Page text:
Working well - Kisharon's scheme to find jobs for the learning disabled

The special needs charity is bucking the trend on employment opportunities


National statistics show that 65 per cent of people with a learning disability want to work - yet only one-in-ten of these are in jobs.

But learning disability charity Kisharon insists it finds paid work for everyone on its employment programme.

Chief executive Dr Beverley Jacobson explains that the positions are mostly "only for a couple of hours a week. But until recently, people hadn't believed in giving those with severe learning difficulties opportunities.

"Since I joined Kisharon, it has been my mission to offer young people with disabilities the same opportunities as their mainstream peers.

"They might not be able to do the same as others but everyone has something to offer. We've even had a guy from Job Centre Plus asking how we do it. They are so impressed with how we have got people into work and built relationships with local business."

The 30 adults in the programme have been placed with employers, including estate agents, property developers, law firms and supermarkets. Some have more than one job.

"Seeing our young people's lives transformed through having a job is what gets me high," Dr Jacobson adds.

"People whose behaviour was once challenging is now manageable. One man who couldn't do anything without one-to-one care is now out and about on his own, all because he feels valued.

"It's not just about getting them a job, it is about extending their networks, their contribution to society and making them feel part of the community as a whole."

Among those employed through the programme, run by Rabbi Shlomo Weltman, is Eli Cohen, 27, who has Down's syndrome. He has worked in Golders Green supermarket Kosher Kingdom for six years.

"I like seeing customers regularly," he says. "It feels nice to have a job and when I see customers out and about I can say hello. I go to the bank when I get paid and I spend half and save half.

"Sometimes, I like my free days and sometimes I like my work. And when I'm not working, I clean my house."

Kosher Kingdom store manager Rivki Rokach says the scheme has proved mutually beneficial. "As an employer, our expectations are different with different people.

"Eli helps stack shelves and works at the checkout packing bags. He also helps customers to the car with shopping.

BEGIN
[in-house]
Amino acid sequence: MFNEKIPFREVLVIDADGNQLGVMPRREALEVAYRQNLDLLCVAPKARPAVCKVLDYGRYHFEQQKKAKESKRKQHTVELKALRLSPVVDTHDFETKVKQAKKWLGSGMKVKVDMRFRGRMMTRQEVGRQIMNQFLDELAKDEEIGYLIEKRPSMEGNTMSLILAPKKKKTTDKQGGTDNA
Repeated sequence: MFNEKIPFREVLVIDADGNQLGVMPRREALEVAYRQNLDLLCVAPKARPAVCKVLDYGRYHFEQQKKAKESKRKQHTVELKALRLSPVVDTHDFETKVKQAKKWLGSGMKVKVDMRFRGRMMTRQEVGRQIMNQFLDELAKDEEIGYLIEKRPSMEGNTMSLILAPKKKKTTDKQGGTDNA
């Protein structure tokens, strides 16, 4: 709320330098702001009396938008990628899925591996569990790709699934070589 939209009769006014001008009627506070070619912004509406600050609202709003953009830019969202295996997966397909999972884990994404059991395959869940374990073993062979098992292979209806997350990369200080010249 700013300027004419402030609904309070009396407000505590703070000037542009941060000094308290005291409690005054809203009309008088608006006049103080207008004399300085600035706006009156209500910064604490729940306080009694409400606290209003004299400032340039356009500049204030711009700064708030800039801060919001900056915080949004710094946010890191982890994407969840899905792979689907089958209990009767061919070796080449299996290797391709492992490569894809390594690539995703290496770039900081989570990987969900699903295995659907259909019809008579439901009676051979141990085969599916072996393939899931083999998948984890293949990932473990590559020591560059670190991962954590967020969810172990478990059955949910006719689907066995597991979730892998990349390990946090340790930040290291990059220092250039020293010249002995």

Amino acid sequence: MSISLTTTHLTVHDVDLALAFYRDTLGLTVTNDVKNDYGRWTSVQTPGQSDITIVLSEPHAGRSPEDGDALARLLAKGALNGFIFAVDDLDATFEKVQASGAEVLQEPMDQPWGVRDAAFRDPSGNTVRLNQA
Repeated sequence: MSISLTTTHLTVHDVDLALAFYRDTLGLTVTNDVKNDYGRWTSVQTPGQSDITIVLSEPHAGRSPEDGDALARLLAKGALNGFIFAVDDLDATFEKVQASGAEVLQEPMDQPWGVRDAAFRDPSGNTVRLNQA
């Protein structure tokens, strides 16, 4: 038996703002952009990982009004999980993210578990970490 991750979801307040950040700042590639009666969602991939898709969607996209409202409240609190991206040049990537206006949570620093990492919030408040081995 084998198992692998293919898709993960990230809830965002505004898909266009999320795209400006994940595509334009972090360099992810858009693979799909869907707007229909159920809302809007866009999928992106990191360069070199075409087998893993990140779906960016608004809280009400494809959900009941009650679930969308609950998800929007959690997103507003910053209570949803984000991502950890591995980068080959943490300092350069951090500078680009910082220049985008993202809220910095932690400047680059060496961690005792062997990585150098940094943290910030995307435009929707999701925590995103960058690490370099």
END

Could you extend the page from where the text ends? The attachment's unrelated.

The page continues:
"As a community business we need to show we have a community ethic and within his capacity he does a great job. We consider him a part of our team and he comes to staff events."

Rabbi Weltman admits that it is not easy finding bosses willing to take on people with a learning disability. "You need an employer with a big heart, someone who is ready to accept someone who is different.

"But on the other hand, we don't want them to go out of their way.

"We want them to be able to benefit and get productive work because they are paying for it."

He adds that employment allows Kisharon clients to develop the life skills to live independently. "There are loads of benefits beyond the work itself and that's what we concentrate on. It's about independence, it's about learning new skills like budgeting.

"It's been eye opening for me because it has taught me these people can do so much more if we give them the opportunity.

"Everybody wants to reach their potential, so why should we hold people with learning difficulties back?"

With Rabbi Weltman's support, Illana Ellison - a 41-year-old with moderate-to-severe learning difficulties - is in paid employment with BMO Real Estate Partners, working a few hours a week. Her tasks involve shredding documents and helping with cleaning up around the office.

"It's really nice," she says. "I like it. I help myself to coffee in the morning and bring them a Metro paper from my journey in. I get to talk to people a lot as I've been there two years now."

The job has given her the confidence to travel alone. "I go by train on my own now. I used to get the bus with Rabbi Weltman because I was scared."

Rabbi Weltman says he has to work with people for up to six weeks to get them to a place they feel comfortable to go it alone.

"It involves shadowing them, getting them a buddy at work and breaking down the tasks bit by bit so they know what to expect. But once they have it you can see their confidence and quality of life improve."

For Dr Jacobson, the success of the programme has widened her expectations for her own daughter, Talya, who has severe special needs.

"I thought about a future where she would probably be in some sort of care home but I've seen it doesn't have to be like that.

"The hardest part about having a child with a disability is all your hopes are on pause and you are just dealing with the difficulty day by day. What Kisharon has done for me is to make me think about the life ahead that she can have."

Talya has been on a few work placements organised by Rabbi Weltman. "One was at Gift packaging parcels for families. She woke up so excited that she was going to be helping people.

"For people who have always been on the receiving end of help, to be in the position of giving is amazing."

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